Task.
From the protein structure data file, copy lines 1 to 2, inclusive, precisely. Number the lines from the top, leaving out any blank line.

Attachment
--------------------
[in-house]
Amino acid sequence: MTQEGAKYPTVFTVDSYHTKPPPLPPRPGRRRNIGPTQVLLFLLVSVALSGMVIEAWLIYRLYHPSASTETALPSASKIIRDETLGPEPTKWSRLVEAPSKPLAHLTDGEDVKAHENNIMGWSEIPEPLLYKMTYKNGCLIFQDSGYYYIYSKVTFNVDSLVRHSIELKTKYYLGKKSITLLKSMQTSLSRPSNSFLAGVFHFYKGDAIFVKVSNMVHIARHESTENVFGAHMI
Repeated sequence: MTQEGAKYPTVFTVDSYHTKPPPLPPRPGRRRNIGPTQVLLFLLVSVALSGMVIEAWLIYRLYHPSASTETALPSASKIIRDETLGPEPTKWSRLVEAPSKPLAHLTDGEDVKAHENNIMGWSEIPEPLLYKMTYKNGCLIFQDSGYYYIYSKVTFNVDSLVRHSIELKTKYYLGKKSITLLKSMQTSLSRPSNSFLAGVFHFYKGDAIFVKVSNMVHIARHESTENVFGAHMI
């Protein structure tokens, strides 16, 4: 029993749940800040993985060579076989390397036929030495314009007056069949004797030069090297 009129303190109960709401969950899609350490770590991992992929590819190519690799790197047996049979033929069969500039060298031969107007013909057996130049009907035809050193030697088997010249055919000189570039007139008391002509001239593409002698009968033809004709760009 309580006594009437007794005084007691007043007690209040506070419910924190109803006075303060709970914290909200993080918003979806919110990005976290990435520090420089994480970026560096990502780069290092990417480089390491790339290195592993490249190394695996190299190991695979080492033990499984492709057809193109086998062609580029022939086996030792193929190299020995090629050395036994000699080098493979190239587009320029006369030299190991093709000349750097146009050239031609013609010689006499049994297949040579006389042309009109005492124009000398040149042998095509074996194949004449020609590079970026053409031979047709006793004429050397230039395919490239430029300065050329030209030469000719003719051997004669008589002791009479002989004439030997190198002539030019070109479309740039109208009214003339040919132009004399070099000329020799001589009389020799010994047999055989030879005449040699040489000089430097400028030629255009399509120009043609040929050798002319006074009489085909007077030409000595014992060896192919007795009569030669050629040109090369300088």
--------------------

[in-house]
Amino acid sequence: MTQEGAKYPTVFTVDSYHTKPPPLPPRPGRRRNIGPTQVLLFLLVSVALSGMVIEAWLIYRLYHPSASTETALPSASKIIRDETLGPEPTKWSRLVEAPSKPLAHLTDGEDVKAHENNIMGWSEIPEPLLYKMTYKNGCLIFQDSGYYYIYSKVTFNVDSLVRHSIELKTKYYLGKKSITLLKSMQTSLSRPSNSFLAGVFHFYKGDAIFVKVSNMVHIARHESTENVFGAHMI